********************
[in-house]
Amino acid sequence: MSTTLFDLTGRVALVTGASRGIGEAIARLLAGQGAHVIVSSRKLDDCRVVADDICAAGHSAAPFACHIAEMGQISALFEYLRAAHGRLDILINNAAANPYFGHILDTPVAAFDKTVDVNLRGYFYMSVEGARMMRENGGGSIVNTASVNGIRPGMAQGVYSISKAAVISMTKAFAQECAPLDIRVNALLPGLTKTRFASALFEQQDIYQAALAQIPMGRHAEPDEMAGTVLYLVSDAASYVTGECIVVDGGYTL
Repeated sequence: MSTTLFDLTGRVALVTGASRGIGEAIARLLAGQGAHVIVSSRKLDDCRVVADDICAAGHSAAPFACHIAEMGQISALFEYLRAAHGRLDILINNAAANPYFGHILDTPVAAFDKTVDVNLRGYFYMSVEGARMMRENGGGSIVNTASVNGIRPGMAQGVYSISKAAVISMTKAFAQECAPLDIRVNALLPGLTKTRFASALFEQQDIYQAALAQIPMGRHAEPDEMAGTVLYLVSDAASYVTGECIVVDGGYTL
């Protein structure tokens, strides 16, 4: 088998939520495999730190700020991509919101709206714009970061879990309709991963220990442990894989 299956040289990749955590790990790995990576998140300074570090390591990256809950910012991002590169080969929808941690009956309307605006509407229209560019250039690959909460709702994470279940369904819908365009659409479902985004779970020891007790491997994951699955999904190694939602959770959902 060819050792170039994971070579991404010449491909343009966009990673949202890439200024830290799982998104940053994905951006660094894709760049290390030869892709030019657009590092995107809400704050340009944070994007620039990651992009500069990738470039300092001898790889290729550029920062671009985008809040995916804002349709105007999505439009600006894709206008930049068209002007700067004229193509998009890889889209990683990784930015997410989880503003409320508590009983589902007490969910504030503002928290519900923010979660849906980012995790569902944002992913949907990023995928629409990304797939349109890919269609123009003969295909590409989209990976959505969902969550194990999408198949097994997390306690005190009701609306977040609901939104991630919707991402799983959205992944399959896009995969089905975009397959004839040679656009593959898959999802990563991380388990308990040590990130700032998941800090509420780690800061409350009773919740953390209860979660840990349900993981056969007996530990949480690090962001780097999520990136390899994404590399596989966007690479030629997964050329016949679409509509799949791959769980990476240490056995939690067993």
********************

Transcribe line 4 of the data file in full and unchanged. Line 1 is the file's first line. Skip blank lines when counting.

């Protein structure tokens, strides 16, 4: 088998939520495999730190700020991509919101709206714009970061879990309709991963220990442990894989 299956040289990749955590790990790995990576998140300074570090390591990256809950910012991002590169080969929808941690009956309307605006509407229209560019250039690959909460709702994470279940369904819908365009659409479902985004779970020891007790491997994951699955999904190694939602959770959902 060819050792170039994971070579991404010449491909343009966009990673949202890439200024830290799982998104940053994905951006660094894709760049290390030869892709030019657009590092995107809400704050340009944070994007620039990651992009500069990738470039300092001898790889290729550029920062671009985008809040995916804002349709105007999505439009600006894709206008930049068209002007700067004229193509998009890889889209990683990784930015997410989880503003409320508590009983589902007490969910504030503002928290519900923010979660849906980012995790569902944002992913949907990023995928629409990304797939349109890919269609123009003969295909590409989209990976959505969902969550194990999408198949097994997390306690005190009701609306977040609901939104991630919707991402799983959205992944399959896009995969089905975009397959004839040679656009593959898959999802990563991380388990308990040590990130700032998941800090509420780690800061409350009773919740953390209860979660840990349900993981056969007996530990949480690090962001780097999520990136390899994404590399596989966007690479030629997964050329016949679409509509799949791959769980990476240490056995939690067993």